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Bankman-Fried to Plead Not Guilty in FTX Fraud Trial

Sam Bankman-Fried is expected to plead not guilty on Tuesday to charges that he defrauded investors and embezzled billions of dollars from his now-defunct cryptocurrency exchange, FTX, according to a source with knowledge of the situation.

Prosecutors allege that Bankman-Fried illegally used funds from FTX customer deposits to support his hedge fund, Alameda Research, purchase real estate, and make large political contributions, in what has been described as an enormous fraud.

He is set to appear before Judge Lewis Kaplan in a federal court in Manhattan at 2 PM Eastern Standard Time.

In fact, it is common for criminal defendants to initially plead not guilty, and they can change their plea at a later date.

It is important to note that after being extradited from the Bahamas, where he lived and where FTX was based, Bankman-Fried was released on a $250 million bond.

Since his release, he has been required to wear an electronic monitoring device and live with his parents, both professors at Stanford Law School in California.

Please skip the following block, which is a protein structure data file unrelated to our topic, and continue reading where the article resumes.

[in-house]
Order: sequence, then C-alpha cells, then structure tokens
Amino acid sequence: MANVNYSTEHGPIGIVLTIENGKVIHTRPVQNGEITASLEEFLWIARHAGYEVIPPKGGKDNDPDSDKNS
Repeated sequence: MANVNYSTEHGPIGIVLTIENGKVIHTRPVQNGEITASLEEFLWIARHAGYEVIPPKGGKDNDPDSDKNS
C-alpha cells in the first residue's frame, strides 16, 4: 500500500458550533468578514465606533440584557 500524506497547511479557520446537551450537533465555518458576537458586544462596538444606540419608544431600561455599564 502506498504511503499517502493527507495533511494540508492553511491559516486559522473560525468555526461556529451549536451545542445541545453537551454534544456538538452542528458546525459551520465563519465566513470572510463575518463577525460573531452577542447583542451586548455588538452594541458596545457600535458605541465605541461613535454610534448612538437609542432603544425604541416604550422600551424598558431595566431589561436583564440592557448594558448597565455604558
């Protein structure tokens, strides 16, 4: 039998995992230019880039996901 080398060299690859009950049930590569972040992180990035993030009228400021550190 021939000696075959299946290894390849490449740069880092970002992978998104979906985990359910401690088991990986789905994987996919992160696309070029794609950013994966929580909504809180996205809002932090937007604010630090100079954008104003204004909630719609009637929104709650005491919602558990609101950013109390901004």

Bankman-Fried, a graduate of the Massachusetts Institute of Technology, has been indicted on two counts of wire fraud and six counts of conspiracy, including money laundering and campaign finance violations.

If convicted, he could face up to 115 years in prison. While he has acknowledged making mistakes while running FTX, he maintains that he did not believe he was acting illegally.

The 30-year-old former CEO, who became a billionaire several times over and a major political donor in the US during the crypto boom, saw FTX go bankrupt in November after a series of withdrawals.

Bankman-Fried’s net worth, which was previously estimated at $26 billion, was largely eliminated when FTX collapsed. He later stated that he had just $100,000 in his bank account.

The case against Bankman-Fried was strengthened when two of his closest associates, Caroline Ellison (Alameda’s CEO) and Gary Wang (FTX’s former CTO), pleaded guilty to a total of 11 criminal charges and agreed to cooperate with prosecutors.

Bankman-Fried, Ellison, and Wang were also sued by the US Securities and Exchange Commission and the Commodity Futures Trading Commission.

Ellison and Wang settled those civil cases, according to the regulators, and FTX’s new CEO, John Ray, who was involved in the bankruptcy of energy company Enron, has claimed that FTX was run by “grossly inexperienced” and unskilled individuals.

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